Chinese Buyers Seize Control Of Hotel Market

Chinese Buyers Seize Control Of Hotel Market

Chinese investors are swarming over Australia’s hotel market, accounting for almost half of hotel purchases so far this year.

Of the $1.7 billion in hotel properties sold in 2016, Chinese buyers have made plays worth $715 million, or around 42% of all deals, according to CBRE research.

Among the purchases made already in 2016 are Grocon’s ‘The Ribbon’ at in Darling Harbour, bought by a Chinese-backed development and investment group, as well as the sale of Sydney’s Park Regis to a Chinese private capital group.

Two offerings: Prime Hotels in line for double deal

China Capital Investment Group also finalised a $25 million deal to buy South Molle Island in the Whitsundays, 18 months after snaring nearby Daydream Island Resort and Spa for $30 million.

CBRE Hotels national director Wayne Bunz says the ability to purchase freehold properties in Australia is proving increasingly desirable for Chinese buyers, who are restricted to leasehold ownership in their homeland.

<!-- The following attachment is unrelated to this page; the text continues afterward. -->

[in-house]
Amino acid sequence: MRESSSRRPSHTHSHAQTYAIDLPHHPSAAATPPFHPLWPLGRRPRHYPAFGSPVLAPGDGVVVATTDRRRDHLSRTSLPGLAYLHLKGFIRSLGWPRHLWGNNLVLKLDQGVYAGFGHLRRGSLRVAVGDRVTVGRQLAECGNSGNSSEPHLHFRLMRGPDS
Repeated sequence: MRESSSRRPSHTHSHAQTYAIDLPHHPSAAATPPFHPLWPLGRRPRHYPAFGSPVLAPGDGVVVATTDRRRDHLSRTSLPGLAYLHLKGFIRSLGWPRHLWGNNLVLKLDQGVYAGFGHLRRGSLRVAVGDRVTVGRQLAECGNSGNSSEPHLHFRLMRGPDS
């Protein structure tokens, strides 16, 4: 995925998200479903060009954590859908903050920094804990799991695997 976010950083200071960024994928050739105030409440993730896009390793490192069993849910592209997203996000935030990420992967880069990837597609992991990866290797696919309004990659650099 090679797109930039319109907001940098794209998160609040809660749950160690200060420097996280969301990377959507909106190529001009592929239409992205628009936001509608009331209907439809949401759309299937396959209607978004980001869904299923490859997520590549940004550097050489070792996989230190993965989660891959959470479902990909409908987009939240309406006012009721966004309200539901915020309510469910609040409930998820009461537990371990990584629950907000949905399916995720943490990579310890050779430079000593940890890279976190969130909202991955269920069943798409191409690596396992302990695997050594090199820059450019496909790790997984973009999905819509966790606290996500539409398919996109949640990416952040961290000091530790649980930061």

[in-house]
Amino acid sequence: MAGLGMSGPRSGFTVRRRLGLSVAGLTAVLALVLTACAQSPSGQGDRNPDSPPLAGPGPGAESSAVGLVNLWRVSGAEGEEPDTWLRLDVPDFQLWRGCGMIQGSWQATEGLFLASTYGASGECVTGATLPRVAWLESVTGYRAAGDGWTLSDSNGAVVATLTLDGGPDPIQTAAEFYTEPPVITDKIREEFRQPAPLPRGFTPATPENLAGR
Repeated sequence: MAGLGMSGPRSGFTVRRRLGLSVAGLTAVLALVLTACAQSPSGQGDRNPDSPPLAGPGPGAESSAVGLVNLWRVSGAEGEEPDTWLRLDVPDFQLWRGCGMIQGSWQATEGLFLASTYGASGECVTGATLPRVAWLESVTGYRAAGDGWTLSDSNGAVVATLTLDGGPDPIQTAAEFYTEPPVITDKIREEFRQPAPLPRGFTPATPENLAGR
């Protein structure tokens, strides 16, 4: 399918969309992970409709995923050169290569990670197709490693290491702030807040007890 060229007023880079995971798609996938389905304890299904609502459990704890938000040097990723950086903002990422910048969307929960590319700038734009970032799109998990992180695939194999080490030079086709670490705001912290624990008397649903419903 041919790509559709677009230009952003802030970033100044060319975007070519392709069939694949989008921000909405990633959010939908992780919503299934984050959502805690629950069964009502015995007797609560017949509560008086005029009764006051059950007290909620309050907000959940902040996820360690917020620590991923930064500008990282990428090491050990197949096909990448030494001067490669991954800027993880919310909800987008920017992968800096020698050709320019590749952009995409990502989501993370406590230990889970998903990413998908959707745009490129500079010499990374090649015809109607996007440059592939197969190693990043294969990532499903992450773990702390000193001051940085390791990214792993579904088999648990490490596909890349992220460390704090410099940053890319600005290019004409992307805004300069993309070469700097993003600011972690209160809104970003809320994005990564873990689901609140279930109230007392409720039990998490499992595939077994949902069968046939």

South Molle Island is among a string of hotels sold to Chinese investors this year.
 

“Many Chinese investors are seeking generational buying opportunities, acquiring assets that they can hand down to their children, not just for one generation but for several generations to come,” Bunz says.

“They are also showing strong interest in Australian leisure assets in order to capitalise on the current strength in the tourism sector, which is benefitting from record inbound and domestic tourism.”

The increase in Chinese interest comes amid a slower year for hotel sales, with 28 properties worth $1.7 billion sold nationally by the end of September, compared to 41 assets worth $2.3 billion at the same time last year.

Bunz also says hotels in regional locales are increasingly in vogue as investors seek better returns than what they can achieve on in-demand city-based hotels.

Rydges South Park in Adelaide is expected to attract interest from foreign investors.
 
 

“The shift involves the growing volume of capital that is being invested in regional locations,” he says.

“In 2014 and 2015, transactions in regional areas comprised around 20% of total sales by value. Year to date, that figure has grown to 24% and when you look at the data by number of sales the change is even more dramatic, up from 40% to 60%.”

The news comes just days after Prime Hotels put a pair of hotels it owns – The Reef House Palm Cove MGallery by Sofitel and the Rydges South Park Adelaide – on the market. 


Article originally sourced from realcommercial.com.au

Share